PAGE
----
It is tough to discuss a character/flagbearer whose climb to national recognition, and all the way, even if very briefly, to the seat of Head of State, was via a military junta—NPRC—and not sound a note of antsy. Watch for it; acolytes and supporters will fire the break-neck speedy retort: He handed over power to a civilian government and ushered in the democracy we now enjoy. Granted. That’s after Bintumani I, and rotund, formidable, resistance from civil society and political actors, I posit, he ‘succumbed’ to the will of the people. I put succumbed in inverted marks because, he could have, as examples abounded across the continent then, derailed that democracy train, indefinitely. Maada, or JMB—I prefer the latter, because the former is a name imbued with respect, reverence even, for the elderly, in Mende culture, and inhibiting for irreverent scrutiny or critical analysis—moved on.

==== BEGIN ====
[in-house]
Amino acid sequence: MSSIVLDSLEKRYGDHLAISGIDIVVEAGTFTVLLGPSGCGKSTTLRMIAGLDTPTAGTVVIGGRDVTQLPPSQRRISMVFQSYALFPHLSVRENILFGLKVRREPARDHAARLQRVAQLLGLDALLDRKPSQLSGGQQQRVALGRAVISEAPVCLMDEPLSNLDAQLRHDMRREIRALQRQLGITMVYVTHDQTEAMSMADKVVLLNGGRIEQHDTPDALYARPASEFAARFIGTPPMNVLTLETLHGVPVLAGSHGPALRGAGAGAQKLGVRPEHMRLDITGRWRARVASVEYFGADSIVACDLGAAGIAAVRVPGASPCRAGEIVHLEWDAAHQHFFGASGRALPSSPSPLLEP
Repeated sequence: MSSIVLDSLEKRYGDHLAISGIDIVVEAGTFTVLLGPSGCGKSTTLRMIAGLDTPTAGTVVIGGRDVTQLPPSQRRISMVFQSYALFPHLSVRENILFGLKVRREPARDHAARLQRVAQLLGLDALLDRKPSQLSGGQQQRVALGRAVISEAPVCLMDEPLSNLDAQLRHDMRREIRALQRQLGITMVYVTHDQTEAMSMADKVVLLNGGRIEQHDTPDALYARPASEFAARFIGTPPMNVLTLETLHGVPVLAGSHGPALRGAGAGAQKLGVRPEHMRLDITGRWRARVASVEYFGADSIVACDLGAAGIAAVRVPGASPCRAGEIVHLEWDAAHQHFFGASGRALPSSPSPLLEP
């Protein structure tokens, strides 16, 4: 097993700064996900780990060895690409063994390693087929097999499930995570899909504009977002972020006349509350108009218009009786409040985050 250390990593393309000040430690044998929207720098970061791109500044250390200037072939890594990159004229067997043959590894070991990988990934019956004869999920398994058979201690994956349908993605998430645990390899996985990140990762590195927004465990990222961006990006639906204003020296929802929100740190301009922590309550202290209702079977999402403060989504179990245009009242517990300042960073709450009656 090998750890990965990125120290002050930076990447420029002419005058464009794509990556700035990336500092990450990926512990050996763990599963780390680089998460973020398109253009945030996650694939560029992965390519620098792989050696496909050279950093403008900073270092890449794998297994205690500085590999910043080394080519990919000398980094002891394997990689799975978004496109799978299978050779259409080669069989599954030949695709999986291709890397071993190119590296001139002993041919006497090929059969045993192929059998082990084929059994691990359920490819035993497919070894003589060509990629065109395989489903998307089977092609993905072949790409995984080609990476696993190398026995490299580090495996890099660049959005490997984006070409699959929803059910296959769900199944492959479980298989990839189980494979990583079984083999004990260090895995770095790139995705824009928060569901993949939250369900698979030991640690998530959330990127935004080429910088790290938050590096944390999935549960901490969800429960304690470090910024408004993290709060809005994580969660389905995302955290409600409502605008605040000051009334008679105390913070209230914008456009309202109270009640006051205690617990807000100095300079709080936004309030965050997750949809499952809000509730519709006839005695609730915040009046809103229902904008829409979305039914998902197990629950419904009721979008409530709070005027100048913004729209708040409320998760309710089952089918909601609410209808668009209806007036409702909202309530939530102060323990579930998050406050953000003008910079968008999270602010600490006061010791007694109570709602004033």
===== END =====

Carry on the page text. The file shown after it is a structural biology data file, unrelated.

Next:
Not for very long or too far, though. He was mainly based in Ghana, whence he made forays into, mainly, the UK and US for further studies and such. Just about a decade after handing over power, he rebounded, for I guess, the ‘unfinished business.’ There was the first flagbearer attempt in 2007 which Solomon Berewa won. In 2012, he wrested the flagbearer title from a decent field of contestants and added to the ticket, the first ever female running-mate of a major party, Dr. Kadie Sesay. JMB lost to the incumbent EBK, garnering some 40 percent of the votes. Not bad: Consider the fact that, Dr. Kadi Sesay, like most, especially Northern politicians that ex-President Kabbah jettisoned to power, were so-called technocrats. They either had no commanding influence in their natural born constituencies, or simply lacked mass appeal. The SLPP, at the time, lost the popular Usman Boie Kamara to the APC in the process. Then, of course there is this time, the third time, for which one could see that, maybe, because of the electricity EBK and KKY generate, or the fact that the last elections cycle (2012) tired out the attack ammo on him, he seems to roll quite cozy, since a rancorous flagbearer battle that produced and enunciated the KKY Movement and his NGC party. About that! More on that rancor—captured metaphorically by the moniker ‘Paopa,’ which seems to transliterate the ‘unfinished business’ ethos of the JMB campaign—later.